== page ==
This being said, the next step is understanding how our personal data can be used against us. Another great resource when it comes to understanding how social media influences our lives is a 2020 movie “The Social Dilemma” which can be found online ( ). Ex-employees from Google, Facebook, Instagram talk about their time, job and why they decided to leave those companies. This movie perfectly describes what’s happening behind the screen. How big companies use information we agreed on giving to them, to shape our lives. They have the access to our location, microphones, search history and they use it to sell us something by ads (definition given by djaks on the Intercultural Extraneity site Exactly this idea of social media being the tool of persuasion perfectly corresponds to the article, written by Nicholas Carr, we had on our reading list ( ) which gives us in-depth information about not only the way Google gathers our personal information, but about the process of us becoming “the consumers market.” This article perfectly sums up the connection between the personal information they use and why they use it. Google uses our personal data not only to provide itself with information but to predict our behavior, also. Not only do we provide the market with useful information, but we are objects the market controls. Isn’t that the core of capitalism? The author says: “Capitalism has always been a fraught system. Capable of both tempering and magnifying human flaws, particularly the lust for power… (The same can be said of technology.)” That said, Carr tries to draw a connection between capitalism and technology. I think, on the other hand, that technology derived from capitalistic techniques. The main goal is to shape society, and even though we think they’re not even close, the technology giants are making invisible, baby steps and steadily approaching. A great example of those invisible steps is described in the article. Carr describes how Google claimed rights over our personal data and privacy, and we agreed thinking that we’re gaining something much bigger when the truth is that we lost our basic human right-privacy. As the author says: “What we lose under this regime is something more fundamental than privacy. It’s the right to make our own decisions about privacy — to draw our own lines between those aspects of our lives we are comfortable sharing and those we are not.”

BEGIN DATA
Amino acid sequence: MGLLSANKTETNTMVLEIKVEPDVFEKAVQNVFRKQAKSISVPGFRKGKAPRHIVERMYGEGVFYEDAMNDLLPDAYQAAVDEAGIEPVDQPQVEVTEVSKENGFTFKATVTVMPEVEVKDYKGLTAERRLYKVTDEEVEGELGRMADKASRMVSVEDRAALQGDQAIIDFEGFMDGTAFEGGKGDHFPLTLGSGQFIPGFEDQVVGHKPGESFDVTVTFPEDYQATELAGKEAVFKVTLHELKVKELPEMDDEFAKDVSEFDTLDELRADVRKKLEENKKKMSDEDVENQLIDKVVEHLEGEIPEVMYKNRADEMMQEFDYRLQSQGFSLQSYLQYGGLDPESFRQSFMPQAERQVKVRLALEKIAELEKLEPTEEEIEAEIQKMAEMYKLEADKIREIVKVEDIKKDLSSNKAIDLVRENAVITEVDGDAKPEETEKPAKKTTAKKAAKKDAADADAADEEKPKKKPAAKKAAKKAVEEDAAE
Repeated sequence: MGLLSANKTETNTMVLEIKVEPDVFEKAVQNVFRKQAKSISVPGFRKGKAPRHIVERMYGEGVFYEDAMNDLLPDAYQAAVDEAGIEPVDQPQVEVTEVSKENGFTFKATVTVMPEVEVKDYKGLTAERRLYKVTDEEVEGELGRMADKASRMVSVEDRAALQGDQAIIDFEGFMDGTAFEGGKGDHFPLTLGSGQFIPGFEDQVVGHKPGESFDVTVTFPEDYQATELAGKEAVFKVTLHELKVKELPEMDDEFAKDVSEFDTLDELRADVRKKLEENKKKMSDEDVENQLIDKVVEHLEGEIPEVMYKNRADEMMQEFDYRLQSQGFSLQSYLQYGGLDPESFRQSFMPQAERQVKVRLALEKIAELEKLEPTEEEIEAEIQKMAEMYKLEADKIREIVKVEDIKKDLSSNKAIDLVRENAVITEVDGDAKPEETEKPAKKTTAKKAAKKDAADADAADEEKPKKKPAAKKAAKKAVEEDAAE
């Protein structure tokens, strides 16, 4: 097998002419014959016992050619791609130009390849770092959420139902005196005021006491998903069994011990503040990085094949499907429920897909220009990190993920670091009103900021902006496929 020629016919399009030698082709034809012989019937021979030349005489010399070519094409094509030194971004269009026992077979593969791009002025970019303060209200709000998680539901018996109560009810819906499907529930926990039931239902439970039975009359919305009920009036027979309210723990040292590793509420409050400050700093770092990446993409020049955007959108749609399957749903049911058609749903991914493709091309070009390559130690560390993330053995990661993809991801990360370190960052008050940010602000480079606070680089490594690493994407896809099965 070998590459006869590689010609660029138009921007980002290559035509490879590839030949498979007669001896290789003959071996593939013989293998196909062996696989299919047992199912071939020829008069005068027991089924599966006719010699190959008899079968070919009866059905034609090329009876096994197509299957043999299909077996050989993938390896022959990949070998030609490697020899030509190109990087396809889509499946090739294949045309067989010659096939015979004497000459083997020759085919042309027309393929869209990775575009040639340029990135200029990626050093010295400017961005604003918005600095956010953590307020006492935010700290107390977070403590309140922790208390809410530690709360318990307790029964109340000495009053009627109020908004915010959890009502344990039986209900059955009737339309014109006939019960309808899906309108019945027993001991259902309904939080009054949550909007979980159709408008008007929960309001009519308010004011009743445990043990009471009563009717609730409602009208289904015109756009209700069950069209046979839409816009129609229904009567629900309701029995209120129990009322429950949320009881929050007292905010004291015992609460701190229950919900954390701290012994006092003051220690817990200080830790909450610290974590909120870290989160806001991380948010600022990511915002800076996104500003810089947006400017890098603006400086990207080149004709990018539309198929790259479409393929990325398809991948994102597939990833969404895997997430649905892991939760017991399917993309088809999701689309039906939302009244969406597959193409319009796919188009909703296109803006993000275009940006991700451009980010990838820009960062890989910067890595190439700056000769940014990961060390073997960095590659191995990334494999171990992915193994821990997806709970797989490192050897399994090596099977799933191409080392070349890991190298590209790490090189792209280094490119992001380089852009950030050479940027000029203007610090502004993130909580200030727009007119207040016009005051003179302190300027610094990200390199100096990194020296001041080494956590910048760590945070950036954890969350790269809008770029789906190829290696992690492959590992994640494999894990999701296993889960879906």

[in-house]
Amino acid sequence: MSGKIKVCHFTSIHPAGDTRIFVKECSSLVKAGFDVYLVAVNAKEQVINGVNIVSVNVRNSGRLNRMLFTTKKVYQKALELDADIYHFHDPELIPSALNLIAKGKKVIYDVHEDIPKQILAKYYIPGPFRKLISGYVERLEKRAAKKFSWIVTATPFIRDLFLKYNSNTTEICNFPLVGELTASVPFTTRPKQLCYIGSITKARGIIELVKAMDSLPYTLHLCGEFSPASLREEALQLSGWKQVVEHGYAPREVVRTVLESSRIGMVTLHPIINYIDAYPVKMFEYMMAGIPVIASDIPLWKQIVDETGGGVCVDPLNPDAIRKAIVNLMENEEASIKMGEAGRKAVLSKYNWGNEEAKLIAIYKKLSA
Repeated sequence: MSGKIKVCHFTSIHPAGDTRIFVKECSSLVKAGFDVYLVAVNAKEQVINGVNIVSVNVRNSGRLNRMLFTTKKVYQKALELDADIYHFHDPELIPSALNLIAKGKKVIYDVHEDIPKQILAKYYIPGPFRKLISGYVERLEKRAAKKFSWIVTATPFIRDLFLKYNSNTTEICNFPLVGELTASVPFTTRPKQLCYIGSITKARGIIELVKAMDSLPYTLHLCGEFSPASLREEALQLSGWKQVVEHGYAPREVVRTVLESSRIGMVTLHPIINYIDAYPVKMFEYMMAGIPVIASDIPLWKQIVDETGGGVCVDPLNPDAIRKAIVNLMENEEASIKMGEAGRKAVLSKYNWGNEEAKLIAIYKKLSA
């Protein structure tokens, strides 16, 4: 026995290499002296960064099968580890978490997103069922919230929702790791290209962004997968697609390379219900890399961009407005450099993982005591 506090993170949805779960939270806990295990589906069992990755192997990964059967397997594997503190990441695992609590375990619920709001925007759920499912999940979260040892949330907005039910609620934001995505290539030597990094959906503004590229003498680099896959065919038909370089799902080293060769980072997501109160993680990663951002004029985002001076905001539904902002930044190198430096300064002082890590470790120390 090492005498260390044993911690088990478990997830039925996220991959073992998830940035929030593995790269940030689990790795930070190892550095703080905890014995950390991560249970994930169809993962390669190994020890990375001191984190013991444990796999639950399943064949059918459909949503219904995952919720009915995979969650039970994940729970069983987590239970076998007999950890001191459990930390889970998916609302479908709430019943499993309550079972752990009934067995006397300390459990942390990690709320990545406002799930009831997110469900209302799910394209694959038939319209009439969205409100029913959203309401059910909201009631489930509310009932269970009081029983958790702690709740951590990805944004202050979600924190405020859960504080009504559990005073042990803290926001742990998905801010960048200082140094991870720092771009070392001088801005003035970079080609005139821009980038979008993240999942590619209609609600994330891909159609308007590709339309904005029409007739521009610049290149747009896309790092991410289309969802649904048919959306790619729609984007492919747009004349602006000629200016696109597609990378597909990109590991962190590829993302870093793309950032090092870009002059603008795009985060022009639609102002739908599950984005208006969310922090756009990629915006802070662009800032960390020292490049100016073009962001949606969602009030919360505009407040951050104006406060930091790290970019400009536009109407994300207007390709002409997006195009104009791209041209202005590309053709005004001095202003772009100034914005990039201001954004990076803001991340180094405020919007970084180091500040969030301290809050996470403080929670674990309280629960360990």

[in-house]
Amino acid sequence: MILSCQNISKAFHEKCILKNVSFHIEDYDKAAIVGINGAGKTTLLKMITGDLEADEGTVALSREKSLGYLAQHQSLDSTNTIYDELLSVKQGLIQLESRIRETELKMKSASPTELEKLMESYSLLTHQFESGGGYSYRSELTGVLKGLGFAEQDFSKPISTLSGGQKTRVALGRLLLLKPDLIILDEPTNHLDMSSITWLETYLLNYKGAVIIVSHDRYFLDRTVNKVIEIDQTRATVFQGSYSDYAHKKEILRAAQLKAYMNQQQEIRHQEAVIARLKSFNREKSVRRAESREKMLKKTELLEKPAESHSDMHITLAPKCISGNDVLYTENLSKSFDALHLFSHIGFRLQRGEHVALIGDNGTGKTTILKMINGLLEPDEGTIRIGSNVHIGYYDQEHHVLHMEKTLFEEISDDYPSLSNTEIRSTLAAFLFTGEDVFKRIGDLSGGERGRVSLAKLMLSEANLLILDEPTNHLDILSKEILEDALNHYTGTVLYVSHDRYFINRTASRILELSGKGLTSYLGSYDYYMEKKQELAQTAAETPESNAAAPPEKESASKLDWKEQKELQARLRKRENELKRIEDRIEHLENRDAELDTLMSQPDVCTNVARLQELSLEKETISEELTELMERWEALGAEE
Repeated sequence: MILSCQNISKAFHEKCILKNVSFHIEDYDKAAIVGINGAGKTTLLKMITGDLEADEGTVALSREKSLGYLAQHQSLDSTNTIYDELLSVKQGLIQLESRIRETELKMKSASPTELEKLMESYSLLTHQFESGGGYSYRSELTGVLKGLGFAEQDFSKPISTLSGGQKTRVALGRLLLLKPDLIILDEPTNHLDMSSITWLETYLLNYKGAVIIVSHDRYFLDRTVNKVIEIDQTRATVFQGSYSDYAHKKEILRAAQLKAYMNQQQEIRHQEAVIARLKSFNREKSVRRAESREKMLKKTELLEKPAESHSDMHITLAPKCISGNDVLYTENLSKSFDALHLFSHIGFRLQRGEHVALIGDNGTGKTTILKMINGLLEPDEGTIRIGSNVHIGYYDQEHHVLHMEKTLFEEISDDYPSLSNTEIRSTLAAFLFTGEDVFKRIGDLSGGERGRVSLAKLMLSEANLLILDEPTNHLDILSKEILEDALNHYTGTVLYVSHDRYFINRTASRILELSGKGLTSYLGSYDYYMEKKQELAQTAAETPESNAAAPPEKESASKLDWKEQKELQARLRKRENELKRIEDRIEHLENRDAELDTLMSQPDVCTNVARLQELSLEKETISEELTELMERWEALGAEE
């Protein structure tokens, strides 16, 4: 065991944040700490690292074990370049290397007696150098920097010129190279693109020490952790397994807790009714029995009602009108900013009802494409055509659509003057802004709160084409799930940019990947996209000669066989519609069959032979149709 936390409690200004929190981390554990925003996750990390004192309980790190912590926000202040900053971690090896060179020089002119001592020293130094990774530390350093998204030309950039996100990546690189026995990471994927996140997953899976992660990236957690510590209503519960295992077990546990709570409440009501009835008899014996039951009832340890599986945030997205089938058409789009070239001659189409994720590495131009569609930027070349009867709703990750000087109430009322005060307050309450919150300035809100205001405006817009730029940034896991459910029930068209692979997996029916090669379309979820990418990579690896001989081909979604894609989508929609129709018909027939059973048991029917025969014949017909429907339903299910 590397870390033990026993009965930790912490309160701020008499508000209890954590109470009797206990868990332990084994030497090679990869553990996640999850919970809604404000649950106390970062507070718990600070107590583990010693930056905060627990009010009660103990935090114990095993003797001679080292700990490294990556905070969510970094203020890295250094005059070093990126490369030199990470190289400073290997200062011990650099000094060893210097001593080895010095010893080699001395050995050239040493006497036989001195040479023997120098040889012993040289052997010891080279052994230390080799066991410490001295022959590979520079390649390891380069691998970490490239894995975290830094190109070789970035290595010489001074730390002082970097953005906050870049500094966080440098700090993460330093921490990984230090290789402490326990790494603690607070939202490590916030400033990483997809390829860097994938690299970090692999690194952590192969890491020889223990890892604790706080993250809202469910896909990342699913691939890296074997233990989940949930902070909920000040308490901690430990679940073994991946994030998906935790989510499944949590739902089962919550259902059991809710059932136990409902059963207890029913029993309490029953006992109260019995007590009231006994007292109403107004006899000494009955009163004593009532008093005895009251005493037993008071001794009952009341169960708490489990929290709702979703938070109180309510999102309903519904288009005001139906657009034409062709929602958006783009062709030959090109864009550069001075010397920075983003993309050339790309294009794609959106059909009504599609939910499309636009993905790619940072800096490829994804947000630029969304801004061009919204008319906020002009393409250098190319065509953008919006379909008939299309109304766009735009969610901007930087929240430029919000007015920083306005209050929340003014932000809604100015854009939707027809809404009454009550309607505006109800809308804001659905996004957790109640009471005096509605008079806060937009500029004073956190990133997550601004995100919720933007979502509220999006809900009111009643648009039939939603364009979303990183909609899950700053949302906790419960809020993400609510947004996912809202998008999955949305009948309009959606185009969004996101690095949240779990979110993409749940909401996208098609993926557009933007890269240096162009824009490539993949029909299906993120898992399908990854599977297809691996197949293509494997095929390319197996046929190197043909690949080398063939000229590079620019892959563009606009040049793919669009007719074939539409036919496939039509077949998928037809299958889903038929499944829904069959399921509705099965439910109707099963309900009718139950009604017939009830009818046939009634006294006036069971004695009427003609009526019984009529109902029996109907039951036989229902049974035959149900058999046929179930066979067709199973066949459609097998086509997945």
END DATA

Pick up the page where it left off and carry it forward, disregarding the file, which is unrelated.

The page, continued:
The seriousness of the problem can be understood if only we take a look at the term “surveillance capitalism” ( This term has become widespread during the last couple of years and was mentioned in many of the articles we’ve read during the course. In one of them, Carrisa Veliz tackles this issue ( Besides everything already mentioned, this article sheds light on some specific cases of personal information misusages. In 2015 hackers released names, addresses and credit card numbers of customers who used dating site for married people. This resulted in many divorces, extortions and suicides. However, this article also gives us hope and the author points out that a change is necessary and now is the right time for it.
Additionally, some of the most fierce arguments on the forum issued precisely this matter. Should we or should we not have social media? Are we or are we not slaves of technology? This question posted by or colleagues from the group plusone provoked a quite interesting discussion at the forum ( ). They questioned whether we are or we are not slaves of technology. Many other students stated in their replies that they do not consider themselves slaves of technology and that technology helped us, especially during the pandemic to connect and stay mentally healthy. Others, on the other hand, argue that the addiction existed even before the pandemic. This perfectly sums up different viewpoints when it comes to social medial flaws and ingenuity. The arguments are well-made and thought through so we can get an insight into the complexity of the subject.
To sum it up, the use of technology is inevitable but we have to understand that each benefit has its drawbacks. Only when we decide whether the risk is worth the gain, will we achieve the perfect balance. We have to stop and look at the puzzle, we may be only a puzzle piece, but without us the puzzle is not whole and complete. What would be changed if we decided not to fit in, anymore?


1. Veliz, C. (September 24, 2020) What Does Privacy Really Mean Under Surveillance Capitalism? Taken from:
2. Carr, N. (January 15, 2019) Thieves of Experience: How Google and Facebook Corrupted Capitalism taken from:
3. Diggit Magazine:
4. The Social Dilemma IMDB taken from:
5. Intercultural Extraneity forum:
6. Intercultural Extraneity site:
7. Intercultural Extraneity site:
8. Mitchell, R. (January 27, 2009) What the Web knows about you taken from:

I, K.M., hereby confirm that this work is solely the result of my own independent scholarly work and that if any ideas, text passages, or diagrams from books, papers, the Web or other sources have been copied, paraphrased, or in any other way used, all references – including those found in electronic media – have been clearly acknowledged and fully cited.
-djaks k.m.